It is now time to rewrite the political science handbooks. Or perhaps the ones on campaign strategies. Or, maybe the ones on human nature are in error. All that we know is that something has gone very very wrong when it started out looking to be so right. Last week after Donald Trump’s CNN Town Hall, an event which was universally hailed as disastrous, Ron DeSantis’ Never Back Down PAC found its voice. It ripped Trump a new one. It issued a straightforward, factual tweet, which was devastating. This was the first time that DeSantis had done what people were begging him to do for so long, which was to finally stand up to and openly engage Trump.
The tweet hit home but rather than being hailed as the basic platform for DeSantis, Team DeSantis is trying ever so hard to forget that the tweet even exists. It may be erased soon. Let’s go with a screenshot, shall we, out of an abundance of caution?
That’s a pretty effective attack ad. It checks all the boxes. It’s factual, gets the reader thinking, and has just enough of a snide aspect to it to be entertaining. This is good form. So why oh why is this being considered a “massive mistake” in DeSantis world? Isn’t this exactly what the doctor ordered and finally, at long last it happened? Semafor:
This was the kind of all-out critique of Trump that Ron DeSantis — and most of the 2024 field — have never made themselves.
One DeSantis ally familiar with their thinking told Semafor that the group’s leadership “100%” recognized it as an error. A second source familiar with the situation added that they were told the tweet was sent without the approval of the PAC’s senior communications team.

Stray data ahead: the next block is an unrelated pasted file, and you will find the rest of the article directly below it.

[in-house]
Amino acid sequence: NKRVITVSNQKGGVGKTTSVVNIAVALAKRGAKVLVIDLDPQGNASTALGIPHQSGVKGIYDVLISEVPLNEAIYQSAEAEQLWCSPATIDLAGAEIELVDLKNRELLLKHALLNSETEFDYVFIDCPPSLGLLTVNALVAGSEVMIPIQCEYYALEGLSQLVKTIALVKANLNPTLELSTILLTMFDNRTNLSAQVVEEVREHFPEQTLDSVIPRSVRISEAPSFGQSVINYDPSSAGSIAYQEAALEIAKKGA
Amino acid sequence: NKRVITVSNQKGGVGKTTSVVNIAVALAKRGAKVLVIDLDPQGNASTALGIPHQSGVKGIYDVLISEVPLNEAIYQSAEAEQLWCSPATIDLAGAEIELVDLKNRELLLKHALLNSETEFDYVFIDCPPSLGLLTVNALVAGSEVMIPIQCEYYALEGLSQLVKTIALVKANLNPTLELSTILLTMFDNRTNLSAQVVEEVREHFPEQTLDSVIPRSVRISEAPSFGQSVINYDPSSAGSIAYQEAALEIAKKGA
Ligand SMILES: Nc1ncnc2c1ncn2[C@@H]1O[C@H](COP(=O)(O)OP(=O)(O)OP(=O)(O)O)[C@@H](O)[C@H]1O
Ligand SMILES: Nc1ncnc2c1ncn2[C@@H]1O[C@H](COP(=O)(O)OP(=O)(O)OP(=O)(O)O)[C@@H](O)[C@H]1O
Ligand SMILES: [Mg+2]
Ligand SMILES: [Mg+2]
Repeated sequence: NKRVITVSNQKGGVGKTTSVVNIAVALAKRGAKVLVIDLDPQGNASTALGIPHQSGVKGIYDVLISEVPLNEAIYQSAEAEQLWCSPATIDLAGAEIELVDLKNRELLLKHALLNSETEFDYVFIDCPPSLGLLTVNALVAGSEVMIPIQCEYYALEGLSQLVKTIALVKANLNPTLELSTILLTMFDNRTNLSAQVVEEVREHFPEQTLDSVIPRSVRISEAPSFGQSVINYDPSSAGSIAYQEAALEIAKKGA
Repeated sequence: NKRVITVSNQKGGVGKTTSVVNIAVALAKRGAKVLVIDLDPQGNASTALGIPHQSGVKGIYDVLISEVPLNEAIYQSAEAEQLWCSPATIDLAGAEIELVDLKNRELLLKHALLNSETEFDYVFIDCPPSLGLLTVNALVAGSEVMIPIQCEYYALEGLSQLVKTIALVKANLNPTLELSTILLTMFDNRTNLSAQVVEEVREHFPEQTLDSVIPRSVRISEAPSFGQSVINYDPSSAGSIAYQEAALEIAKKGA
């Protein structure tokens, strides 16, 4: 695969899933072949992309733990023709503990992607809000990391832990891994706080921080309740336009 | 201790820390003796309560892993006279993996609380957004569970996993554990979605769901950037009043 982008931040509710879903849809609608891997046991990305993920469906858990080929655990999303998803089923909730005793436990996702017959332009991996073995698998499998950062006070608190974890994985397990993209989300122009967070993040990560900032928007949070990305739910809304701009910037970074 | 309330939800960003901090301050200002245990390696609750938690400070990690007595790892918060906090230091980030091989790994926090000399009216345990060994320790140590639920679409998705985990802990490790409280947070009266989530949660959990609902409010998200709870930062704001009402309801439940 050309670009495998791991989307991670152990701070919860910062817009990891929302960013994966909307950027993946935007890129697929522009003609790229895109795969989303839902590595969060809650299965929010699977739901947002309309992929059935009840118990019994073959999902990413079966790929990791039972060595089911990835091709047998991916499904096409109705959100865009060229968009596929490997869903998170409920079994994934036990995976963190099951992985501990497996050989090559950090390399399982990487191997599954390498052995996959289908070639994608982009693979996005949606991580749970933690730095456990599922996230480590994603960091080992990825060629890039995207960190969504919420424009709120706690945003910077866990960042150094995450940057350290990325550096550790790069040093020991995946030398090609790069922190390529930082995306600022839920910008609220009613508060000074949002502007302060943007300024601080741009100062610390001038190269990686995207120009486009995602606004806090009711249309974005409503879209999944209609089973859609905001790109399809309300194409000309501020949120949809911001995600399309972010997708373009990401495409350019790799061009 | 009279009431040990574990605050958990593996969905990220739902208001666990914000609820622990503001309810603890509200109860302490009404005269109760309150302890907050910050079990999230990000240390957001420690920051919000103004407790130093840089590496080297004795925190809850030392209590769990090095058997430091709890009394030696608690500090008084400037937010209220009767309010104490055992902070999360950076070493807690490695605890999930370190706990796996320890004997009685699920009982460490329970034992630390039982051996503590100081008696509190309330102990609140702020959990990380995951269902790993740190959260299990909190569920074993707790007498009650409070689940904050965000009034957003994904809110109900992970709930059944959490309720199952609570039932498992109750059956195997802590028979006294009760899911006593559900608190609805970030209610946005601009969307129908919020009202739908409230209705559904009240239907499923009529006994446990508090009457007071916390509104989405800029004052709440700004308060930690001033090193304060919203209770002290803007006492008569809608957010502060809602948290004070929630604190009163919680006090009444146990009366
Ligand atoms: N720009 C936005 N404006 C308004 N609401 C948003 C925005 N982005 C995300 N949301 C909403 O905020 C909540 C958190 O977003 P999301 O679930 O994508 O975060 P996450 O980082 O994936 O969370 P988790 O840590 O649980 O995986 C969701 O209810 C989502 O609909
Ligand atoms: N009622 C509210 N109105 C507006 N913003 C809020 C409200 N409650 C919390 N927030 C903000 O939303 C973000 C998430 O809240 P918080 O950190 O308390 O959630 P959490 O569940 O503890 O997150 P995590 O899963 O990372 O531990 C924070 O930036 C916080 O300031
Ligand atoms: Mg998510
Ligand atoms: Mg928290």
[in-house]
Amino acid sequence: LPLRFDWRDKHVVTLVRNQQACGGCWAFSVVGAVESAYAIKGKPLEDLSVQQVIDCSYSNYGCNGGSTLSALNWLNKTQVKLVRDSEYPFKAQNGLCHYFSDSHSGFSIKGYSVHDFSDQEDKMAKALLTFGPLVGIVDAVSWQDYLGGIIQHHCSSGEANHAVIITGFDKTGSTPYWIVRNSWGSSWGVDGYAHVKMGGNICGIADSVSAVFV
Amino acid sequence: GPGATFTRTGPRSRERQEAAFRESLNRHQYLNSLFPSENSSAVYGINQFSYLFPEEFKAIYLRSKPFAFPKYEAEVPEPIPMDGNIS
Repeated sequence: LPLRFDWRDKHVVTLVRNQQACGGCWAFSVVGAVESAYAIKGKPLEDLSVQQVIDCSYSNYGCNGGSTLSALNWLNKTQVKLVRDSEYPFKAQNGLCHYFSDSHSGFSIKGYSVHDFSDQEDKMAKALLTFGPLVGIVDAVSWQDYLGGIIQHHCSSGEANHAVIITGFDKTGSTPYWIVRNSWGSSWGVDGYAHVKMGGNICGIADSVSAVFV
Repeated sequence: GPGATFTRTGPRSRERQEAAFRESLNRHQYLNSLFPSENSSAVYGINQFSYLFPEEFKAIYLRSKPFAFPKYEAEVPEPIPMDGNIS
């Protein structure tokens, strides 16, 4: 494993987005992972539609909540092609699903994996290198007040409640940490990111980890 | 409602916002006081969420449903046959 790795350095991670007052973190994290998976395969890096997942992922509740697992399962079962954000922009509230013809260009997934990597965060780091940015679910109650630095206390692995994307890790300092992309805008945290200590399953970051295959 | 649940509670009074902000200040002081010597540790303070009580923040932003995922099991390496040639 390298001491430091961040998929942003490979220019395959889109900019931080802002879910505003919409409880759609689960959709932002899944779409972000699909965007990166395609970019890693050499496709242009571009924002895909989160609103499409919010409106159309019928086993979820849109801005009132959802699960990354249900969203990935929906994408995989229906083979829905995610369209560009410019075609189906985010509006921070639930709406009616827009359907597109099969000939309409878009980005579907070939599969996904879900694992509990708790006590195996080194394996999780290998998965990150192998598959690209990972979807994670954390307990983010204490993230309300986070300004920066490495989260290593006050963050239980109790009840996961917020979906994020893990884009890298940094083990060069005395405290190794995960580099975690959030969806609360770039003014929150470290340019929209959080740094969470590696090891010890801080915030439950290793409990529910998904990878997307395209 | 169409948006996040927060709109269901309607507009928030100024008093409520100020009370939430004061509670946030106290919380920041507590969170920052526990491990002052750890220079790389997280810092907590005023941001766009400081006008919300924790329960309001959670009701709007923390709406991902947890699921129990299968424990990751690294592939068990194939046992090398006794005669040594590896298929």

“That post was a massive mistake,” the first ally said. “It sounded like it came from CNN, and I think people inside realized that that was a massive mistake, and I hope it won’t be repeated again.”
If telling the truth about Trump, at long last, is a “massive mistake” one that hopefully won’t be repeated, then this 2024 primary season is off to an even weirder start than anybody thought possible.
Here’s a partial answer: is it now thought that rather than address the orange elephant in the room, that if the GOP just continues to ignore it and talks instead about how great DeSantis is, that everything will be just fine?
In perhaps a sign of concern around how it had been received, Never Back Down also added a reply to the tweet the next morning: This one focused on DeSantis’ “impressive accomplishments” in Florida and his dedication to discussing his “great vision” for the country.
In a statement, a representative from Never Back Down called the sources’ version of events “false,” but did not name any specific errors.
“This inaccurate gossip based reporting about internal conversations and strategy at Never Back Down is false,” Steve Cortes, a spokesperson for the PAC, said in a statement. “Never Back Down remains focused on telling the incredible story of success and service of Governor Ron DeSantis and amplifying the growing grassroots calls for him to become president.”
It looks like that’s the route they’re going, ignore the elephant time.
And they do raise a good point here, one which participants in primaries have to remember: Don’t crucify the opponent too badly, s/he may end up being the one on the ticket that you now have to rally all the troops around.
Never Back Down’s aborted attack gets to a core obstacle for DeSantis and indeed all of Trump’s Republican challengers: How do they attack him without sounding like Democrats to Republican voters?